I recently had the opportunity to travel ‘up North’ from our offices in London and spend what turned out to be some truly inspirational time with Lily Axworthy, who coordinates the development work in CUF’s Manchester Joint Venture; Greater Manchester Together.

the positive and upbeat atmosphere was contagious

In recent years, there has been a steady stream of people who, having been made homeless all across the region, are now migrating towards Manchester and Salford City Centres in search of better support, opportunities and, in some cases, the perception of a steadier and wealthier footfall from whom to receive money and food. Figures from an October 2015 count by Manchester City Council suggest that rough sleeping in Manchester had increased by 50% over the past year.

Whilst there are several day centres specialising in support for homeless people in the area, there was a real lack of safe and suitable temporary accommodation in the evening for those who are homeless and at risk of mental and physical ill health, violence, exploitative relationships, drug and alcohol misuse, and the sex trade.

Local authorities only have a legal responsibility to rehouse those who are considered “priority homeless” and have originated from within their geographical boundaries. Two temporary shelters were opened by the council but these were only open to those who fitted certain criteria (e.g. EEA migrants are only admitted if they either have a return date, or are considered likely to find work).

In response to such great need, Greater Together Manchester set up and manages The Greater Manchester Winter Night Shelter (GMWNS), initially for a ten week pilot during winter 15/16 and now again during winter 16/17.

The aim of the shelters is “to develop the culture and practice of Christian hospitality to homeless people that leads to personal transformation, thus providing the foundation for movement away from the streets and towards ‘home’.”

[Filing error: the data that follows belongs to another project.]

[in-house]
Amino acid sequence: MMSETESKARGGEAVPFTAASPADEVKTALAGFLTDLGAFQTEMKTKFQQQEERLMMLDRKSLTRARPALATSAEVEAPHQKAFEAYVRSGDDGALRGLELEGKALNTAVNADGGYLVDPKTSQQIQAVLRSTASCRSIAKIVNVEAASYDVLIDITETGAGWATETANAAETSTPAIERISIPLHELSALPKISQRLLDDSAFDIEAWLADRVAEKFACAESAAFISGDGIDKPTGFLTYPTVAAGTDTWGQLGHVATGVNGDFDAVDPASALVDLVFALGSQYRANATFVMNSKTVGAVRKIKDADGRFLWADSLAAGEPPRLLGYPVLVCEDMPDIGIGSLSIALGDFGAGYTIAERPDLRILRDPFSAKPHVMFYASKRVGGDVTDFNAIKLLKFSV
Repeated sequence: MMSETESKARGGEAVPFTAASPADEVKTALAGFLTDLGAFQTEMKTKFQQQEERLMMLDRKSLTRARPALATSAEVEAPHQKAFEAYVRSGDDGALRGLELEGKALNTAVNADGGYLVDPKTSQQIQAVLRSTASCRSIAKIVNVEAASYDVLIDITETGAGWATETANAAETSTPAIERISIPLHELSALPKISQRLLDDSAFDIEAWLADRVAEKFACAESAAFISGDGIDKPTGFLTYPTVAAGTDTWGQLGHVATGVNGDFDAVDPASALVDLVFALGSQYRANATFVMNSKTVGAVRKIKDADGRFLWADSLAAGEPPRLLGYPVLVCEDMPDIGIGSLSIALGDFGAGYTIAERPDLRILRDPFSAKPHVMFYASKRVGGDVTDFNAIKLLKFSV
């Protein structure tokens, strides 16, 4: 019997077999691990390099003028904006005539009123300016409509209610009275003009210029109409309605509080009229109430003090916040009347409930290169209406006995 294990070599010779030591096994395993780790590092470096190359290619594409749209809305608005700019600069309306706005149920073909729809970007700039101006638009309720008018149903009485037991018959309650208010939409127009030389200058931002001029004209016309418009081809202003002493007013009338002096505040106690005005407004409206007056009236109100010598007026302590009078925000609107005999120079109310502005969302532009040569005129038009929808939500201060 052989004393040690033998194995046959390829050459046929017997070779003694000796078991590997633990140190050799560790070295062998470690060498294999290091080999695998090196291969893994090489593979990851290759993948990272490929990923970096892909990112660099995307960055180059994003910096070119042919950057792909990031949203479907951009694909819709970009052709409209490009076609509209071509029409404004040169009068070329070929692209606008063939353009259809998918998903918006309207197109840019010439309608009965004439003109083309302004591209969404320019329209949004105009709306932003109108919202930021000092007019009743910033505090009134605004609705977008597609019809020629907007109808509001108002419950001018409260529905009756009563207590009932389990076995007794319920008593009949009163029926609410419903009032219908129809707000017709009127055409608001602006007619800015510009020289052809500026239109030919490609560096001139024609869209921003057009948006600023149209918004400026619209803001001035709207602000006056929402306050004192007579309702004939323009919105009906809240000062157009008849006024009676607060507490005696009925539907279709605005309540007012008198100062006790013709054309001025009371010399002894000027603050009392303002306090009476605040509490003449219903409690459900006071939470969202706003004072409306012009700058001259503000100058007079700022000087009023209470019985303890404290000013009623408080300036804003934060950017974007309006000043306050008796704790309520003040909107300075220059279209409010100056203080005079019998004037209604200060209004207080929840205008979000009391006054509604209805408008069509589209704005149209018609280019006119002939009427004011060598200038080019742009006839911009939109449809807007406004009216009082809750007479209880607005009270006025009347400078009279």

The night shelter is run in close partnership with the Booth Centre, a local day centre that provides help with benefit applications, job searches, alongside activities such as art classes, meaning that together the two projects provide round-the-clock support for people facing homelessness.

Each night’s shelter is staffed entirely by volunteers who set up the venues, prepare and serve food, and welcome and socialise with guests. Guests and volunteers are treated as equals, eating together each evening; no-one is ever behind a counter.

One of the night shelter’s guests actually returned to the project as a volunteer, after he had been found a place in a hostel. For the 2015 pilot alone, 186 volunteers contributed 5,700 hours to the project, at a monetary value of £75,240).

I accompanied Lily to see one of this winter’s night shelters at close to the city centre. Even as a visitor I was very ready to get away from the freezing, dark streets of the estate, and as we arrived into a warm church hall full of people preparing bedding and food, the positive and upbeat atmosphere was contagious.

I helped put together some comfy raised beds and watched a polished preparation meeting including sharing out responsibilities for serving food and collecting extra bedding and profiles of each guest so that they could be welcomed by name and their specific needs met.

Some of the guest’s needs and histories were extremely challenging, from problems around substance abuse to repetitive blocking of help offered in terms of work or housing from volunteers and linked organisations. Yet not once as the team discussed each guest and their complexities was a single judgemental comment made; never did they question their unconditional commitment to helping these people in whatever practical way they could. It was clear that each homeless guest staying at the venue that night would be recognised as a valuable individual with true worth by these volunteers; highlighting a startling contrast to the damning rhetoric we hear so often from society that blames and dismisses a person who finds themselves trapped in homelessness.

I came away from my trip inspired and energised by these volunteers who give their time, energy and own warm beds at night so selflessly, reflecting God’s uniquely unconditional, ‘never-give-up’ kind of love.